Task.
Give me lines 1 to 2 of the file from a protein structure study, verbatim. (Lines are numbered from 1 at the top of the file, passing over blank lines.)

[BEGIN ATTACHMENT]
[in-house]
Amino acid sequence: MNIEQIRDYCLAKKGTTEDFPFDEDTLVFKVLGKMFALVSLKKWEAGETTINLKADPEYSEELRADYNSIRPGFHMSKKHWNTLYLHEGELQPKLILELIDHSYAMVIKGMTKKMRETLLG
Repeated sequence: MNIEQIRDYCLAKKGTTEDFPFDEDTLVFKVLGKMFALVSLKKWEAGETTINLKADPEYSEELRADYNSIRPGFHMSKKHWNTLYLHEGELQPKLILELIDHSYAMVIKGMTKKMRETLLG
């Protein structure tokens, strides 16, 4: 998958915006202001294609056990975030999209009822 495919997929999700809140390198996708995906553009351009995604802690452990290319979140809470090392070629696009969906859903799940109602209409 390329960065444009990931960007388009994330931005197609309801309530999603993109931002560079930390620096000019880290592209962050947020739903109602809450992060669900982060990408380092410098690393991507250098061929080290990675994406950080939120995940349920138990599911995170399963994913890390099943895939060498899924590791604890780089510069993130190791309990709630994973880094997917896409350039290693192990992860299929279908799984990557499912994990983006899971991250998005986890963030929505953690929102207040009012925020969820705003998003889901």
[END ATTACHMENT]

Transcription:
[in-house]
Amino acid sequence: MNIEQIRDYCLAKKGTTEDFPFDEDTLVFKVLGKMFALVSLKKWEAGETTINLKADPEYSEELRADYNSIRPGFHMSKKHWNTLYLHEGELQPKLILELIDHSYAMVIKGMTKKMRETLLG